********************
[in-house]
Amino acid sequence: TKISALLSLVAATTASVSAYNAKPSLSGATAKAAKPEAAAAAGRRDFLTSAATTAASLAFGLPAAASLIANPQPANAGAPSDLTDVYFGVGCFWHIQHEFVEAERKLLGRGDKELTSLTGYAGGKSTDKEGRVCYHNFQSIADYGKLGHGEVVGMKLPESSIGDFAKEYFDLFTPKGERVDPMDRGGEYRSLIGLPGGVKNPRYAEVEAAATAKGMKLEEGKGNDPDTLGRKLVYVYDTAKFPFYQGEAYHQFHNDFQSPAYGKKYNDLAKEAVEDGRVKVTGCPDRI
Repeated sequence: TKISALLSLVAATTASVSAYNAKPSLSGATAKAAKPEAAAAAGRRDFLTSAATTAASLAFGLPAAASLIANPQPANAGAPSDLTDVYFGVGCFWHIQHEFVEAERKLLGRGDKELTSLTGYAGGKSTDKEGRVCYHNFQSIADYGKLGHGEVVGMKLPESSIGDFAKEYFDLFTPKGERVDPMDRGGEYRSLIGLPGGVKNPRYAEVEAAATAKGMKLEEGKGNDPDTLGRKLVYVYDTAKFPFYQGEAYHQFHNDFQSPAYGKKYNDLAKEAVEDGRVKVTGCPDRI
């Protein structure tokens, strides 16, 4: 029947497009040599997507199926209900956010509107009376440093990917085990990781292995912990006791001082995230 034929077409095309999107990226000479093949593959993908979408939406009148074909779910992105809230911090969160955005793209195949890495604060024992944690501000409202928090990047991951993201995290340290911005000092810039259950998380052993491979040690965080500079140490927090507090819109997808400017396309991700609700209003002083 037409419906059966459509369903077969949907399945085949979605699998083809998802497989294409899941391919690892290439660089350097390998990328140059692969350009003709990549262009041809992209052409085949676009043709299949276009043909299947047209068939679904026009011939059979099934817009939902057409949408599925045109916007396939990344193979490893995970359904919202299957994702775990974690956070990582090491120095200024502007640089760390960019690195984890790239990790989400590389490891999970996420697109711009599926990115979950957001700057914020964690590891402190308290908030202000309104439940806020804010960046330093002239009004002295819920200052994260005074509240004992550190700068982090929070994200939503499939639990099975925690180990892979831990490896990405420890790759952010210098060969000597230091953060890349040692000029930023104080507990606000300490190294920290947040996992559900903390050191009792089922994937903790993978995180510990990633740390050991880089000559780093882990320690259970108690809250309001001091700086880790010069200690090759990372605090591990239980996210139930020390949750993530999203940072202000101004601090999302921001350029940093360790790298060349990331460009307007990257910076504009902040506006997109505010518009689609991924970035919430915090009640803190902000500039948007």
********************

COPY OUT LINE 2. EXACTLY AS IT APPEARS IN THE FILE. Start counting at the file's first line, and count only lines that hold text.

Amino acid sequence: TKISALLSLVAATTASVSAYNAKPSLSGATAKAAKPEAAAAAGRRDFLTSAATTAASLAFGLPAAASLIANPQPANAGAPSDLTDVYFGVGCFWHIQHEFVEAERKLLGRGDKELTSLTGYAGGKSTDKEGRVCYHNFQSIADYGKLGHGEVVGMKLPESSIGDFAKEYFDLFTPKGERVDPMDRGGEYRSLIGLPGGVKNPRYAEVEAAATAKGMKLEEGKGNDPDTLGRKLVYVYDTAKFPFYQGEAYHQFHNDFQSPAYGKKYNDLAKEAVEDGRVKVTGCPDRI